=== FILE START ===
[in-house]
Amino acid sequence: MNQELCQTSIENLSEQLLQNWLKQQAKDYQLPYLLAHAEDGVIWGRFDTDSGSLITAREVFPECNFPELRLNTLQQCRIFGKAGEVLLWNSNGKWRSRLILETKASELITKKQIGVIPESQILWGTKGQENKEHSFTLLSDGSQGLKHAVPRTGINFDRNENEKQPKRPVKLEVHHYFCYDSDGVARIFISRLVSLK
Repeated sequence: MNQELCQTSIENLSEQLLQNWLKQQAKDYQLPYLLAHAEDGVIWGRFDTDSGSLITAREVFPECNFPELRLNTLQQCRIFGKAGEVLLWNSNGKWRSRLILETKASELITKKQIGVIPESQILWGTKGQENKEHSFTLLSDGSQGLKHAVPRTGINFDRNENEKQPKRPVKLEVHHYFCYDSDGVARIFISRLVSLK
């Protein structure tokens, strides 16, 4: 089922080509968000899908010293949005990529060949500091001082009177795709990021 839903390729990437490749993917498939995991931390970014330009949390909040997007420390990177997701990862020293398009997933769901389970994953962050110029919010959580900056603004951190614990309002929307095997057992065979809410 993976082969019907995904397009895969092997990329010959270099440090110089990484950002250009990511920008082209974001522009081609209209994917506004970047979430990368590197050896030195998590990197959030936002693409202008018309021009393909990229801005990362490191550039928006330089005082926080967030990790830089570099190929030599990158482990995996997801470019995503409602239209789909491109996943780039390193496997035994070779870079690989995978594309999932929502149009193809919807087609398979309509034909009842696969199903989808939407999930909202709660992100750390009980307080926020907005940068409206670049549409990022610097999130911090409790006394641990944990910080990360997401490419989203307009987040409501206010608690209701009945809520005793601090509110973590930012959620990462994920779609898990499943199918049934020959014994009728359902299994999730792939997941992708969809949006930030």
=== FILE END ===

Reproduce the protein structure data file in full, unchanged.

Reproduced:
[in-house]
Amino acid sequence: MNQELCQTSIENLSEQLLQNWLKQQAKDYQLPYLLAHAEDGVIWGRFDTDSGSLITAREVFPECNFPELRLNTLQQCRIFGKAGEVLLWNSNGKWRSRLILETKASELITKKQIGVIPESQILWGTKGQENKEHSFTLLSDGSQGLKHAVPRTGINFDRNENEKQPKRPVKLEVHHYFCYDSDGVARIFISRLVSLK
Repeated sequence: MNQELCQTSIENLSEQLLQNWLKQQAKDYQLPYLLAHAEDGVIWGRFDTDSGSLITAREVFPECNFPELRLNTLQQCRIFGKAGEVLLWNSNGKWRSRLILETKASELITKKQIGVIPESQILWGTKGQENKEHSFTLLSDGSQGLKHAVPRTGINFDRNENEKQPKRPVKLEVHHYFCYDSDGVARIFISRLVSLK
């Protein structure tokens, strides 16, 4: 089922080509968000899908010293949005990529060949500091001082009177795709990021 839903390729990437490749993917498939995991931390970014330009949390909040997007420390990177997701990862020293398009997933769901389970994953962050110029919010959580900056603004951190614990309002929307095997057992065979809410 993976082969019907995904397009895969092997990329010959270099440090110089990484950002250009990511920008082209974001522009081609209209994917506004970047979430990368590197050896030195998590990197959030936002693409202008018309021009393909990229801005990362490191550039928006330089005082926080967030990790830089570099190929030599990158482990995996997801470019995503409602239209789909491109996943780039390193496997035994070779870079690989995978594309999932929502149009193809919807087609398979309509034909009842696969199903989808939407999930909202709660992100750390009980307080926020907005940068409206670049549409990022610097999130911090409790006394641990944990910080990360997401490419989203307009987040409501206010608690209701009945809520005793601090509110973590930012959620990462994920779609898990499943199918049934020959014994009728359902299994999730792939997941992708969809949006930030």